12,000 people already asking to be forgotten on Google

European court rules that people can request for info to be removed, but only if it is incorrect

Technology trends and news by Steven Loeb
May 31, 2014
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(Updated with response from Google)

It's a popular thing to say now that this generation, unlike any one before it, will have all of its mistakes recorded and preserved. Whatever you do will come back to haunt you later on in life. It's creepy and frightening, but probably true.

Or maybe it won't. At least not if the people have anything to say about it.

Only a day after Google put up a webform allowing people to request to have their data removed in Europe, the response has been overwhelming: the company received 12,000 requests on the first day alone, a Google spokesperson has confirmed to VatorNews.

The form asks for the users name, e-mail address, the links that the person wants removed, a legal document verifying the person's identity and an explaination of how the URL is "irrelevant, outdated, or otherwise inappropriate."

When we asked Google out the timetable for actually removing the data in question, a spokesperon directed us to the FAQ, which states that it "may take some time because we have already received many such requests."

The form was put up after a recent ruling by the Court of Justice of the European Union which "found that certain users can ask search engines to remove results for queries that include their name where those results are inadequate, irrelevant or no longer relevant, or excessive in relation to the purposes for which they were processed." (Emphasis Google's)

The case, which was brought before a Spanish court all the way back in 2010, involved a man whose house had been foreclosed on. A notice for auction of the house appeared in a newspaper, and though the man had since paid his debt, the foreclosure notice still appeared in Google search results when the man’s name was typed.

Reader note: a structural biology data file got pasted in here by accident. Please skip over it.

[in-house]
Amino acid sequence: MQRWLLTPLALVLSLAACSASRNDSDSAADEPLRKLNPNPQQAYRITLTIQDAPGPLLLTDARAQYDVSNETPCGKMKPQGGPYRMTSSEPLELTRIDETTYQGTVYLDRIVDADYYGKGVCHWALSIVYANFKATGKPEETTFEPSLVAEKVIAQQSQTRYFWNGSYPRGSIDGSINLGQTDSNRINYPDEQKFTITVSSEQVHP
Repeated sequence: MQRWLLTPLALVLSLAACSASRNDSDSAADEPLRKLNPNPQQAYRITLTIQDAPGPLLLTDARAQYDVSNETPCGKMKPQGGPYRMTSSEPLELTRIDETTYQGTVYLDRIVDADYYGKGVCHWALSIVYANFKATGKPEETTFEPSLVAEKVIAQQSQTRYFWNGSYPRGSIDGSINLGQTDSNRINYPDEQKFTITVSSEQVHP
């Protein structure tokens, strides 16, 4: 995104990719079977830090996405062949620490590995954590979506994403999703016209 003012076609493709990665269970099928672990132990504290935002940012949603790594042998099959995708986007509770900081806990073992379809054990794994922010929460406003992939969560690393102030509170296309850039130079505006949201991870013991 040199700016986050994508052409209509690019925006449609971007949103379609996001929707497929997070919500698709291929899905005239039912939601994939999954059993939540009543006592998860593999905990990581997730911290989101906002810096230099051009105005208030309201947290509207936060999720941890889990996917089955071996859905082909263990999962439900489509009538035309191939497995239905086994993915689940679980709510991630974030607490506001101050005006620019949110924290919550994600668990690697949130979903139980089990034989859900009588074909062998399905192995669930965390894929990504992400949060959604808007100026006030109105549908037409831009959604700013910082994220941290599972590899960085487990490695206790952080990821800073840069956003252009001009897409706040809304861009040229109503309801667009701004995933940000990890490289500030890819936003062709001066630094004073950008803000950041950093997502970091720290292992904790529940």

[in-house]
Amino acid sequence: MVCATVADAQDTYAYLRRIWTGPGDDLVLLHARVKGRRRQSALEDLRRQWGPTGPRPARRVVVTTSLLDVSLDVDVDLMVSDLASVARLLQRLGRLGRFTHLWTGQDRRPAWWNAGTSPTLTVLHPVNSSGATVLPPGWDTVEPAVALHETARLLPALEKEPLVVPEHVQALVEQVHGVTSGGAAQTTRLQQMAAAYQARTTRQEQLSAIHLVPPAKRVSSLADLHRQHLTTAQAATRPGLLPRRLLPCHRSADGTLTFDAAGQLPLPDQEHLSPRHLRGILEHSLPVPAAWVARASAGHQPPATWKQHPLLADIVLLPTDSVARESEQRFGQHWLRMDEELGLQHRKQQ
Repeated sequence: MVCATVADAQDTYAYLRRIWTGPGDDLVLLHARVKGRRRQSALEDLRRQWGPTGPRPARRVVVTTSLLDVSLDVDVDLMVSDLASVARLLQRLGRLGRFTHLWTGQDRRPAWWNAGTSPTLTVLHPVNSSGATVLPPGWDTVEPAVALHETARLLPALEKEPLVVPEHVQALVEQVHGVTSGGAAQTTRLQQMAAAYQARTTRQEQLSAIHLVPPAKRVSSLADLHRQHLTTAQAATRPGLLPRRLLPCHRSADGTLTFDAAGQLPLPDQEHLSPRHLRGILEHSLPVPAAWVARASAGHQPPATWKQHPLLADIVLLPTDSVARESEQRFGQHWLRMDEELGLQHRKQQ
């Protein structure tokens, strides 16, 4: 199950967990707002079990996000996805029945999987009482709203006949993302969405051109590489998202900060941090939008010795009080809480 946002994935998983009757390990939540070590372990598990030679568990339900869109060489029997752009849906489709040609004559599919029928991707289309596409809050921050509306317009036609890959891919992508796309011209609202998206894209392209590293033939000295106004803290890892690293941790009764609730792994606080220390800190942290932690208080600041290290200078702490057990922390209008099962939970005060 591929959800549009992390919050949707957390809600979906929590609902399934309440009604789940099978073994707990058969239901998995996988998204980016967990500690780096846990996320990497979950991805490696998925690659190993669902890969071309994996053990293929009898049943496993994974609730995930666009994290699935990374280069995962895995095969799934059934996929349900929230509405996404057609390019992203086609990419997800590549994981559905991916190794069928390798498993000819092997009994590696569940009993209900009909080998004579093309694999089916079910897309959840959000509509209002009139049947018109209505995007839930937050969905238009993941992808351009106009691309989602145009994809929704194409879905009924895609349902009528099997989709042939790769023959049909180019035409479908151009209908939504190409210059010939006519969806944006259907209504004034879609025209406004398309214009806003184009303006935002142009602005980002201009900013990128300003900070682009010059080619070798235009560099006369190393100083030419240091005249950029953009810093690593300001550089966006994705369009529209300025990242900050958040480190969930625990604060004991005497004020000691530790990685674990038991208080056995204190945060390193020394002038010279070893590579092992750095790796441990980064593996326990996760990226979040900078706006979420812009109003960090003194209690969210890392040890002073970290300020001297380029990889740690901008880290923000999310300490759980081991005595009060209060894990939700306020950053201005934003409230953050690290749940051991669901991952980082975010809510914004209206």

The Spanish Data Protection Authority sued Google on the man’s behalf to have the post removed, with the big issue being the so-called “right to be forgotten,” or right people to block search results that would expose information that they would otherwise want kept private.

And, according to the court, that right does exist, but not in every case.

"The Court observes in this regard that, whilst it is true that the data subject’s rights also override, as a general rule, that interest of internet users, this balance may however depend, in specific cases, on the nature of the information in question and its sensitivity for the data subject’s private life and on the interest of the public in having that information, an interest which may vary, in particular, according to the role played by the data subject in public life."

In other words, you have to prove that the information in question is either wrong or irrelevant. Just because you don't want something on the Internet doesn't mean that its going to come down any time soon.

But tell that to the 12,000 people, and counting, who are already trying to do just that.

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